All that is solid melts into air is an installation that connects this temporary exhibition space to the coastal geography in which it is located, its geologic history and our tenuous place within it. Over the course of the fair, the installation will function as an active experiment, a site of material transformation as salt water collected from the ocean continues to crystallize onto glass vessels and panels. At the same time, ultrasonic humidifiers will transform sea water into fog, a mineral vapor that will collect on the glass panels to reveal a fine powder of ancient dust. Other elements in the installation include prehistoric sharks fossils cast in sand collected from the beach, photograms made from salt formations, and illuminated crystalized spheres which take on the appearance of a planetary body. All that is solid melts into air is a collision of processes, materials and forms spanning deep geologic time and continuing to the present moment.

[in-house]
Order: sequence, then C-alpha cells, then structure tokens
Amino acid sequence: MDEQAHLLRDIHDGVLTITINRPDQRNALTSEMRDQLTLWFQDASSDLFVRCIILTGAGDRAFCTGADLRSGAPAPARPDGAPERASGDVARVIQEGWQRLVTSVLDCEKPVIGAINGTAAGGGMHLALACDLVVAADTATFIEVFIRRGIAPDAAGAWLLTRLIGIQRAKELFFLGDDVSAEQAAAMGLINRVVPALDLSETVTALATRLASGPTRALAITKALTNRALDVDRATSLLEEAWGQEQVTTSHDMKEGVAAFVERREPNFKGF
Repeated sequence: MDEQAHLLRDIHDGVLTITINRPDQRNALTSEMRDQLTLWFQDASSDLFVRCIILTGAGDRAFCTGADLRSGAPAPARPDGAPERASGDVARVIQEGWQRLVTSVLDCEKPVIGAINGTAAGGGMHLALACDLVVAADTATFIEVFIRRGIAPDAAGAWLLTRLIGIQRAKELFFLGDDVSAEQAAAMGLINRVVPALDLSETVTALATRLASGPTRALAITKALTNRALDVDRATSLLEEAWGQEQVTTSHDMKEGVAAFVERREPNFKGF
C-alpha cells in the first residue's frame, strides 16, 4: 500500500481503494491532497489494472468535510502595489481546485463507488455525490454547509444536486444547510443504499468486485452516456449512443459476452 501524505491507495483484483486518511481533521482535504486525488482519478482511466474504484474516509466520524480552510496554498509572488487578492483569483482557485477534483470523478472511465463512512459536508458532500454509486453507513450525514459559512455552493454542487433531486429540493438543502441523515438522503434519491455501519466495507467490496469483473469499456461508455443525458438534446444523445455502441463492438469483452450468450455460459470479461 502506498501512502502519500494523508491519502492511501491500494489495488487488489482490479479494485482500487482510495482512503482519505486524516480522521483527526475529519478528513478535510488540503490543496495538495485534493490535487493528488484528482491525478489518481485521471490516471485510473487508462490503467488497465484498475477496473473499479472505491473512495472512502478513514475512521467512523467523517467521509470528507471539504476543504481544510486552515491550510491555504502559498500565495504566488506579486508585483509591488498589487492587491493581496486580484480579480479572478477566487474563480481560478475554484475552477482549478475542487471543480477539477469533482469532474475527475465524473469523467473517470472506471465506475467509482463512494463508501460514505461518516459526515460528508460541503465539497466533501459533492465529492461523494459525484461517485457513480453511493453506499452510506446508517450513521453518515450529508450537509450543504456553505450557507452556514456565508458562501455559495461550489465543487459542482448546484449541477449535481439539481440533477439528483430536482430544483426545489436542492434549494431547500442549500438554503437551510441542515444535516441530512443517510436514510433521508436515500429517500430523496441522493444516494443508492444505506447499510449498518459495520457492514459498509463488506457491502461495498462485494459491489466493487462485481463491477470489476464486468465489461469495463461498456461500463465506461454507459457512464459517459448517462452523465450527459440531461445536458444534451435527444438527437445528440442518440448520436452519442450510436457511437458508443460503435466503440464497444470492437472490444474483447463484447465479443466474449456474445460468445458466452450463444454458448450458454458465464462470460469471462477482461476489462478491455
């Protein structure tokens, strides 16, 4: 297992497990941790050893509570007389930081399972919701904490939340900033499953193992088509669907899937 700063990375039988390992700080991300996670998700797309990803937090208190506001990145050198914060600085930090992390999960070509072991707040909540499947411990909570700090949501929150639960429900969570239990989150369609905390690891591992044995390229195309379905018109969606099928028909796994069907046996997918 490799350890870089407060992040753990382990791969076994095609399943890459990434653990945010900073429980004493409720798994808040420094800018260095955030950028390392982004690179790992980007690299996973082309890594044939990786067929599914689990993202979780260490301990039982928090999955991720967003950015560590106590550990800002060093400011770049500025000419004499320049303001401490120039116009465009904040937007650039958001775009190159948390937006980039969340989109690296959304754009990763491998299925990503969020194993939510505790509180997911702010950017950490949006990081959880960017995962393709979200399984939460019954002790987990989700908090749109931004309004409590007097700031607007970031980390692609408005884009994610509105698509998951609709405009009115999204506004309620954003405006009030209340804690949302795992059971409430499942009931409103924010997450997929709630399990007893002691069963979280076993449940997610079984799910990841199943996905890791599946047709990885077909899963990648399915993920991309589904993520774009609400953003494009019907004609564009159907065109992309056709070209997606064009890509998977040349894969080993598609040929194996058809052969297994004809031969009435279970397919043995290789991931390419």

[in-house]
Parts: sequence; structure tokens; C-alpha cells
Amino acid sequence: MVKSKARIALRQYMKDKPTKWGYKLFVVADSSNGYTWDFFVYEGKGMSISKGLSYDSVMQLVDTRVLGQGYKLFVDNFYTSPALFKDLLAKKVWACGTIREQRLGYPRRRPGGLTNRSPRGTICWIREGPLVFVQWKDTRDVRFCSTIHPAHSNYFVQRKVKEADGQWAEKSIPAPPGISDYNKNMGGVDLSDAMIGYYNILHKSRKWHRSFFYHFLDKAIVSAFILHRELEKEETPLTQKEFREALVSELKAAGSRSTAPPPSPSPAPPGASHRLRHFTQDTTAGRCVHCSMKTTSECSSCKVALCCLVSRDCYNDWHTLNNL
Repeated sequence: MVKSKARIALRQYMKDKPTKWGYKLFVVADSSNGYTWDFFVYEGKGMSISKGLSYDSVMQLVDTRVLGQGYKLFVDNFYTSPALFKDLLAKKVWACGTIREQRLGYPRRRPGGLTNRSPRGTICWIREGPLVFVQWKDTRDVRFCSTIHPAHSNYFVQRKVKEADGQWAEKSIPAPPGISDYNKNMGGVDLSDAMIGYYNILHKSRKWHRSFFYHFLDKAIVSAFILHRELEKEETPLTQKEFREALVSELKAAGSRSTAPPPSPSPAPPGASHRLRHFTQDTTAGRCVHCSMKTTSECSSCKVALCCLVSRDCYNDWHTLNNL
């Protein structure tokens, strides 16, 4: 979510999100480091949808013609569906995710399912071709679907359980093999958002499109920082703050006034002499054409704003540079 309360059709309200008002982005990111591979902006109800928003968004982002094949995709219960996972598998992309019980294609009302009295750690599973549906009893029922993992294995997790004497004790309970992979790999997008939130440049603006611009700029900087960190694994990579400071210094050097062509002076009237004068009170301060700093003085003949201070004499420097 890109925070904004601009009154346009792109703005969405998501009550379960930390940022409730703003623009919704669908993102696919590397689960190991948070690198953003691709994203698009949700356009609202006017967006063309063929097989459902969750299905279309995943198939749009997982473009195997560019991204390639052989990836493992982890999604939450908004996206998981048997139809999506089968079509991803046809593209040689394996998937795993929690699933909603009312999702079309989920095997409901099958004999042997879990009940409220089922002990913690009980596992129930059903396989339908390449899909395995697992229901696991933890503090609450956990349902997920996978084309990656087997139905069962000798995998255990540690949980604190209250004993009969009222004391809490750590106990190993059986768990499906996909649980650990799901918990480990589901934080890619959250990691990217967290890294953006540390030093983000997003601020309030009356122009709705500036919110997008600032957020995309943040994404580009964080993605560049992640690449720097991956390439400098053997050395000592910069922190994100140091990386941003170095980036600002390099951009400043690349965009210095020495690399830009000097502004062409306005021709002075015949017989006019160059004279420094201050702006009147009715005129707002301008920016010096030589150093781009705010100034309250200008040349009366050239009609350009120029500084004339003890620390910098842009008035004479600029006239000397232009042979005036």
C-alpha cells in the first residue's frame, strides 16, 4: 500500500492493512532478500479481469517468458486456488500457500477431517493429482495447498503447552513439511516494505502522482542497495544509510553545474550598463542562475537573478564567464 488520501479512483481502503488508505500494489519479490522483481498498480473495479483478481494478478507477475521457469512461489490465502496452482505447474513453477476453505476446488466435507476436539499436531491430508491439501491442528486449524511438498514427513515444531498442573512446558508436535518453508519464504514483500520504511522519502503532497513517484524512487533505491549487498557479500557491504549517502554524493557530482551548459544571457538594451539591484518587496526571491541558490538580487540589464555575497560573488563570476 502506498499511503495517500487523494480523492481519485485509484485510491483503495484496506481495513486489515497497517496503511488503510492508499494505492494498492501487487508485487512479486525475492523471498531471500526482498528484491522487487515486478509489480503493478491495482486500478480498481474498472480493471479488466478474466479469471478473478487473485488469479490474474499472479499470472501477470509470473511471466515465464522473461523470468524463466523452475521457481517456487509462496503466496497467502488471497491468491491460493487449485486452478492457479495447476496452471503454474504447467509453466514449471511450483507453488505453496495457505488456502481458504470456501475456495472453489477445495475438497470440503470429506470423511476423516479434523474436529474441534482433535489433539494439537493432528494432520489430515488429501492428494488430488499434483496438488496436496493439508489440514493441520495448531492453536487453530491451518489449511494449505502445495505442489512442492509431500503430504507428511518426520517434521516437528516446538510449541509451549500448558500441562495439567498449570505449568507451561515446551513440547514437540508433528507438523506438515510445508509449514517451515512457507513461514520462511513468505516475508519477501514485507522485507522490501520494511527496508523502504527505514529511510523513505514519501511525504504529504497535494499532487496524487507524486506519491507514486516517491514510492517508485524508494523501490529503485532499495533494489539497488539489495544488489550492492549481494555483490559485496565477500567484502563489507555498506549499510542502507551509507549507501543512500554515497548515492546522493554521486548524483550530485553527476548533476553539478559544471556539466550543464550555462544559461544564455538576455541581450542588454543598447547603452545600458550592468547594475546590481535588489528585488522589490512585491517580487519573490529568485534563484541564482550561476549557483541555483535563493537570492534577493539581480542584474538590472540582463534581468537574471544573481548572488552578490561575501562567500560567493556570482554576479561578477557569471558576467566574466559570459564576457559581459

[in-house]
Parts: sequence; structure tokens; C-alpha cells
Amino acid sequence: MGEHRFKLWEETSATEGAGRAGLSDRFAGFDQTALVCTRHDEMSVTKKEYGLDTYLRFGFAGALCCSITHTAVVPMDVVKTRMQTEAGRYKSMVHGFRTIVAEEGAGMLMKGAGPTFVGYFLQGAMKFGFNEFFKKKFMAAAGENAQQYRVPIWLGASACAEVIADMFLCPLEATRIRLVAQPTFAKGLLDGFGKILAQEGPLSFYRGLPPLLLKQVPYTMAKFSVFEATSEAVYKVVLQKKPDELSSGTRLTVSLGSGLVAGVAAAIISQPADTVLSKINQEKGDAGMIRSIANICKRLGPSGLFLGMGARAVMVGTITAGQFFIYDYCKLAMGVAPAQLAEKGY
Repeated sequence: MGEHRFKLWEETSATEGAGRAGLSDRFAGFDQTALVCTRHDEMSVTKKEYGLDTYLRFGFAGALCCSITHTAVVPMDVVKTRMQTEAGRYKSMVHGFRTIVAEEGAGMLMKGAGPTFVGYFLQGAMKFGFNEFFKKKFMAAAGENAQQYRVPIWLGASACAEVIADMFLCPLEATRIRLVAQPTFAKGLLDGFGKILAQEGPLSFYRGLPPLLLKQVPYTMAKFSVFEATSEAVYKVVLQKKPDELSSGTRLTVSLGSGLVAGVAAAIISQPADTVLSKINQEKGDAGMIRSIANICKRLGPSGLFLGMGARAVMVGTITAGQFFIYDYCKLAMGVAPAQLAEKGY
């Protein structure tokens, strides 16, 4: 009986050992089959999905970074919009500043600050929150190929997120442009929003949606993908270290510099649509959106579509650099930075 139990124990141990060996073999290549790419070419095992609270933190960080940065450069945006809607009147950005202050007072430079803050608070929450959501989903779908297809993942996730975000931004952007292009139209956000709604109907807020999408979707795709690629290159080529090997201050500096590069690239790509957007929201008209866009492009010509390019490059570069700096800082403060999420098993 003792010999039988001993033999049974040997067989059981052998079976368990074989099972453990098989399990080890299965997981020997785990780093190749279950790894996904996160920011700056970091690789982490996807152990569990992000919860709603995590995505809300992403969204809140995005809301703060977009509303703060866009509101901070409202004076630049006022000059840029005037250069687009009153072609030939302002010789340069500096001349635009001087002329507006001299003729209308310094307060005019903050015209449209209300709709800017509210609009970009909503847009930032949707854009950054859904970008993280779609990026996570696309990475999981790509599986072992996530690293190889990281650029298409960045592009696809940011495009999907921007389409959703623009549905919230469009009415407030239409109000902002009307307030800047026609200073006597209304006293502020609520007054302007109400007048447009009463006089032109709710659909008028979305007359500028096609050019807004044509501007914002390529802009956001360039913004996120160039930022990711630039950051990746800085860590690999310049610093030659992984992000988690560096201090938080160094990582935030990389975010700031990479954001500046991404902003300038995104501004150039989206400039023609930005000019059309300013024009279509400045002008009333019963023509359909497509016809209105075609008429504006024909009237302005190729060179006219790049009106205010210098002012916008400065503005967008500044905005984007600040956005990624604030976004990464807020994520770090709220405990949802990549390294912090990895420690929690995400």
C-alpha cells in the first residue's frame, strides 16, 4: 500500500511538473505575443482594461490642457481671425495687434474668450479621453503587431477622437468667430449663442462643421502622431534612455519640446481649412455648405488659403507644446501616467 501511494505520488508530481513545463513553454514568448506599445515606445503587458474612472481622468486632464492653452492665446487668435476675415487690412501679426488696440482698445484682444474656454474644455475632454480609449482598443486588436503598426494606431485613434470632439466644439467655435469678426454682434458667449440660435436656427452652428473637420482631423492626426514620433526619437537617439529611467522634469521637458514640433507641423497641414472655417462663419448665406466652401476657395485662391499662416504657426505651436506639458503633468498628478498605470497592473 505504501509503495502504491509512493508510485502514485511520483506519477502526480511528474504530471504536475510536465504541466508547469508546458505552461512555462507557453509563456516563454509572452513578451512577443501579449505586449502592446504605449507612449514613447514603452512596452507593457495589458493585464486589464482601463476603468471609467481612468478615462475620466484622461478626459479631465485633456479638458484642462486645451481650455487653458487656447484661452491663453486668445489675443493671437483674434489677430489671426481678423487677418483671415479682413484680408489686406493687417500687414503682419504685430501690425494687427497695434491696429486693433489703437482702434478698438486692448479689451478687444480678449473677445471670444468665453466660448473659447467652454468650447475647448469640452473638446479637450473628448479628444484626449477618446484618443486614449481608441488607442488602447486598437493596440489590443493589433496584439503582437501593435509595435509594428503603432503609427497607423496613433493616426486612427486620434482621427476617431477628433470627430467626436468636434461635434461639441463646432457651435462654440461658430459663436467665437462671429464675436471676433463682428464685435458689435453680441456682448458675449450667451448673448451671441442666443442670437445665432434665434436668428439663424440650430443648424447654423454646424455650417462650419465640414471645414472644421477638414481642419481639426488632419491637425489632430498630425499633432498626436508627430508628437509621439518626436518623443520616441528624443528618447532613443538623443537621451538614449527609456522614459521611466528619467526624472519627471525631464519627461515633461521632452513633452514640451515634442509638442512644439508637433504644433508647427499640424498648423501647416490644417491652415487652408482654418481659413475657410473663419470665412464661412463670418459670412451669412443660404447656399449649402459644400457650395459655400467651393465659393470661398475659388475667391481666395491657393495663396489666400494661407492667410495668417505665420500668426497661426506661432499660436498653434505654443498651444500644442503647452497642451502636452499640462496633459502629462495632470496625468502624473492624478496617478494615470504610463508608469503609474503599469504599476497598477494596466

The title of this work is from Marx’s Communist Manifesto, a line in which hedescribes the fundamental instability of social conditions for workers as a result of a constantly changing means of production. While the recent election would suggest that this phrase continues to describe the social effects of neoliberal policies, we have reached a point where these words are no longer merely a poetic statement of social conditions, but are now a prophetic description of the material conditions of our changing planet.
In our dynamic world, art reflects conditional reality, and design contributes to further development of global societies. At Parsons School of Design, rigorous practice and critical scholarship prepares students to become leading agents of commentary and change.
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